OnePlus has always tried to sell phones by cutting unnecessary corners to keep costs low, but one of those corners was in full distribution that you see with other manufacturers. You can’t walk into most stores, check out a OnePlus 6, and walk out with a phone in a big and a ton of accessories. […]
Come comment on this article: OnePlus finally gets a US carrier to sell phones on store shelves
The Galaxy S9 really is a fantastic phone, it’s just kind of boring compared to what we usually see from Samsung. Boring phones tend to struggle in the sales department, which is something we’ve already caught wind of, but there’s one key market where the Galaxy S9 is really failing to pick up traction. According […]
Come comment on this article: The Galaxy S9 is struggling to sell in Samsung’s home country
In 2017, HP chose some surprising places to launch its laptops and show off its technology — music festivals like Coachella and Panorama. Here at a more conventional tech launchpad, the company unveiled a couple of new laptops — the Spectre x360 15…
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Cross-posted from the YouTube Artist Blog
At YouTube, we understand the importance of helping artists find ways to build deeper connections with their fans — the ones who not only watch and listen to videos, but are also willing to pay to see live performances. And, with live concerts becoming a bigger driver of revenue for artists, we want to help artists reach those fans, keep them updated about upcoming shows, and sell more tickets.
We’ve been experimenting with ways we can offer a ticketing experience to fans and we’re excited to announce our first ticketing partnership with Ticketmaster. Starting today, we will begin featuring hundreds of artist’s upcoming U.S. tour dates on their YouTube videos. Fans enjoying an artist’s official music video on YouTube can now learn about upcoming concert listings and with a simple click, go to Ticketmaster to purchase tickets.
YouTube’s massive fan base paired with Ticketmaster’s global roster of concerts and security of verified tickets means we can easily connect a fan’s discovery of music on YouTube to their ability to purchase concert tickets.
We’re just getting started. We’ll be rolling out this feature to all artists who have Ticketmaster shows in North America with plans to expand globally. And, as part of our ongoing commitment to support artists, we’ll continue to find additional ways to make meaningful fan and artist connections.
The YouTube Music team
Google occasionally does pop-up locations in big cities to show off their products and give people a chance to test them out before buying them. The “stores” don’t really sell anything, but the hands-on experience is unique for Google since they don’t really have a physical retail presence in the US like Apple or Microsoft. […]
Come comment on this article: Google’s pop-up stores will sell Pixels and Google Homes this year
Turns out Nike will soon start selling sneakers and other sporting goods not only on Amazon, but also on Instagram. Nike CEO Mark Parker has revealed during the brand's Q4 earnings call that the company will sell goods directly on both platforms, tho…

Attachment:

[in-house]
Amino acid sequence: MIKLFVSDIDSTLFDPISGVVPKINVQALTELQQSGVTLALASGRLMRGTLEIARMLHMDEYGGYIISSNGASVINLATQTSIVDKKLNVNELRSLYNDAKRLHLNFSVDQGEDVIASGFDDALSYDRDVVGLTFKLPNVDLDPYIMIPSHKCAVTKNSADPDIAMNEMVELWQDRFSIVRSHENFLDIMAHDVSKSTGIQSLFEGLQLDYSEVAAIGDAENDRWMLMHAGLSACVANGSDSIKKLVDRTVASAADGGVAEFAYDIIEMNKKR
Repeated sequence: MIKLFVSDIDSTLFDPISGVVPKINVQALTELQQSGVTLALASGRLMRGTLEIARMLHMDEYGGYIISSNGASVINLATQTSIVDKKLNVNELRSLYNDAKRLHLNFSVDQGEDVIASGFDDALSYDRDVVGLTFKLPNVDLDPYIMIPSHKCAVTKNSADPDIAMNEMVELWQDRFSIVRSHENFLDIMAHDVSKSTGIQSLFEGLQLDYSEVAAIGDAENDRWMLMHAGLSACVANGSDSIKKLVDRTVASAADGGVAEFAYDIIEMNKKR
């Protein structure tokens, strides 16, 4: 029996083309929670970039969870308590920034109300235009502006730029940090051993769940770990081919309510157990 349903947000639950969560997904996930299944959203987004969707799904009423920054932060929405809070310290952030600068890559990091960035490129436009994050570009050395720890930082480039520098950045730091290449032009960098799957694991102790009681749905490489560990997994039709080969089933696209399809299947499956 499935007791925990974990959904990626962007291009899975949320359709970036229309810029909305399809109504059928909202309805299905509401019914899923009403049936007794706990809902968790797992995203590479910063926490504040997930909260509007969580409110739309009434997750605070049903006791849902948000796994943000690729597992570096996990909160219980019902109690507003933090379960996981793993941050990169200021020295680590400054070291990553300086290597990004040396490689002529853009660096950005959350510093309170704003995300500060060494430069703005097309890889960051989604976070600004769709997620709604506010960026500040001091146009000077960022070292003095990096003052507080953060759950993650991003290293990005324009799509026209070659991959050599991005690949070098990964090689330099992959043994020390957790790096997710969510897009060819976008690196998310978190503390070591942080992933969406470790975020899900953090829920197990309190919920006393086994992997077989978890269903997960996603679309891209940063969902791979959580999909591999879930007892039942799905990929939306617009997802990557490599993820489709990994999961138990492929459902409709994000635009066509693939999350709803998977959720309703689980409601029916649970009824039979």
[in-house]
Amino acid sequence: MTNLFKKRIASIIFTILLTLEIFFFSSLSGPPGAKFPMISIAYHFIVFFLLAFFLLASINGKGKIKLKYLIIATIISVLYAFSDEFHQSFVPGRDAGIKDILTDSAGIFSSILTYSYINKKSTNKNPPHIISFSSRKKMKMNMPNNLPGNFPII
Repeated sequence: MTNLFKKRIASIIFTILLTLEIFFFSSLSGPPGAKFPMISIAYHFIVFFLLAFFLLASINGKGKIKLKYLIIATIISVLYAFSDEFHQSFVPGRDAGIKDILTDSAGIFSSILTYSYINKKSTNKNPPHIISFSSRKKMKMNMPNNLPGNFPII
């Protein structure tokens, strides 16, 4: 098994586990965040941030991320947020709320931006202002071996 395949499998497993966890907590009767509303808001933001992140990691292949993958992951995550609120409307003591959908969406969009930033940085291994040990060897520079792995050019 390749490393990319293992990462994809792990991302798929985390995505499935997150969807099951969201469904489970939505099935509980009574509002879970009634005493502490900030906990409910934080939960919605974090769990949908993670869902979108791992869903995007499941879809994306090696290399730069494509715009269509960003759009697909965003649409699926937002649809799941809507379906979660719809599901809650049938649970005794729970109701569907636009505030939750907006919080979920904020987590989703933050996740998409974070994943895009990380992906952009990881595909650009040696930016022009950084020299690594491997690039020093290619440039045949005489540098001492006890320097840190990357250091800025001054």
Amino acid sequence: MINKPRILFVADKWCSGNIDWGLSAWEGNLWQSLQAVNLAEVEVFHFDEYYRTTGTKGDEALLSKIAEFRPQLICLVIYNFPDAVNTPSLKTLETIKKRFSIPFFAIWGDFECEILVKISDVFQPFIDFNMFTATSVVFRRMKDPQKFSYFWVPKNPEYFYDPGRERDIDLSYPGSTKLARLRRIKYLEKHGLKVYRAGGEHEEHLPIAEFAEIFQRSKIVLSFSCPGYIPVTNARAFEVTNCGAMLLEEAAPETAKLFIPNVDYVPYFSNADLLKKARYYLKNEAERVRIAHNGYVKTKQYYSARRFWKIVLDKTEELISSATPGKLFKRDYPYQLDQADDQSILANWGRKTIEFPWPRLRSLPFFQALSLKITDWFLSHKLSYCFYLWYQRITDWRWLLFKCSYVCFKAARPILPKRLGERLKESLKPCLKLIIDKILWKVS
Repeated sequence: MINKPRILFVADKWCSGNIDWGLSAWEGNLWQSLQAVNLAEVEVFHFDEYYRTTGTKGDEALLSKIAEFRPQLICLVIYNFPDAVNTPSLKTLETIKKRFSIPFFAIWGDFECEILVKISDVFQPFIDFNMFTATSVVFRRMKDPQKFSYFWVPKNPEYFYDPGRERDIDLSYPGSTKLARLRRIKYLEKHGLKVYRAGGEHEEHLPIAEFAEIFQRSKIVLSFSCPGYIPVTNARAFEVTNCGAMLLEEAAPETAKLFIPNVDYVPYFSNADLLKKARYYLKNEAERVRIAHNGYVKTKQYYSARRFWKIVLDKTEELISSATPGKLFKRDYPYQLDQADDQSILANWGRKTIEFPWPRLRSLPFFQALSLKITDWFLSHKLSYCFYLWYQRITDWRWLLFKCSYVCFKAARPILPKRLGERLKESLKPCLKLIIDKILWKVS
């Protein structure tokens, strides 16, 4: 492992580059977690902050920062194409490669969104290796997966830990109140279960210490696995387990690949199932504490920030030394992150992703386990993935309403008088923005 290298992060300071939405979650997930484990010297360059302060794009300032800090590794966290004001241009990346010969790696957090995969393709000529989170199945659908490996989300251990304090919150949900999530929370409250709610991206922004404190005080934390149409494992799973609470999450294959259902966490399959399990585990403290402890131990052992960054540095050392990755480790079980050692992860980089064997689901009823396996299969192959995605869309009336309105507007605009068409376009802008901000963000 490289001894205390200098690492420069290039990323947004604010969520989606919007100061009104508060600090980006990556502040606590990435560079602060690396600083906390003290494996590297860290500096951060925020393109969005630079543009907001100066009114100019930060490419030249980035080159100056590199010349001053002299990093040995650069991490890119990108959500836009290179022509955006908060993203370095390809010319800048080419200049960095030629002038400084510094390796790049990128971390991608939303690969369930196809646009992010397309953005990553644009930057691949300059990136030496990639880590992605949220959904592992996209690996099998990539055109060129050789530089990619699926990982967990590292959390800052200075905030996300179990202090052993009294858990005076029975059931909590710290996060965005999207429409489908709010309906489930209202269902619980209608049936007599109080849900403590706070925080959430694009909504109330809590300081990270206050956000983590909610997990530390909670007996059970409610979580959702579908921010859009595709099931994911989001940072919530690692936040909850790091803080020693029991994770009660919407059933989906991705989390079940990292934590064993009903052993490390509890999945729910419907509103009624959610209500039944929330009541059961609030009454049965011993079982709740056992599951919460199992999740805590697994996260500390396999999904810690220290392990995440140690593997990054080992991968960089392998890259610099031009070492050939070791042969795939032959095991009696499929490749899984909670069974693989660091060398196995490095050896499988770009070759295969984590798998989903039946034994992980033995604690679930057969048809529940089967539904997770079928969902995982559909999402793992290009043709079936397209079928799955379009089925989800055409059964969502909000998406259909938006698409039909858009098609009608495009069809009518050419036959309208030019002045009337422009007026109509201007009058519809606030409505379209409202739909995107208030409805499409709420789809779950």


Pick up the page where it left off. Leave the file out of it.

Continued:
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Switzerland is stepping up its bitcoin fascination in a big way. Railway operator SBB (with the help of SweePay) is launching a 2-year trial for a service that lets you exchange Swiss francs for bitcoin at any of the company's ticket machines in the…
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Sketched out by Craigslist? Overwhelmed by eBay? Try Facebook instead. On Tuesday, the social media site expanded its functionality once again, and has now dipped its toe into the waters of digital commerce.
The post You can now buy and sell things on Facebook using its Marketplace feature appeared first on Digital Trends.
G2A is still determined to show that it can do right by developers worried about shady game key sellers. The online marketplace has introduced a new verification process that should make it harder to commit fraud. New sellers will have to provide a l…
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Best Buy chairman and CEO Hubert Jolly announced that the retail chain did not sell as many smartphones as it anticipated during the 2015 holiday season ending January 2. Instead, customers turned to wearables.
The post Best Buy didn’t sell as many smartphones as it wanted to over the holidays appeared first on Digital Trends.
Chinese mobile giant Xiaomi has missed its sales target for 2015 by 10 million units, but still managed a 14 percent growth in sales. While it is not a bad sign, it is much smaller than the massive surge in popular Xiaomi noticed in 2014.
The post Xiaomi misses 2015 sales target, still manages to sell 70 million phones appeared first on Digital Trends.
With the company needing a home run with its recently launched Galaxy Note 5 and Galaxy S6 Edge smartphones, Samsung is probably happy to learn that 25,000 units a day, combined, are being sold in the company’s home country of South Korea.
The post Samsung seems to be all smiles as the Galaxy Note 5 and Galaxy S6 Edge Plus sell well in South Korea appeared first on Digital Trends.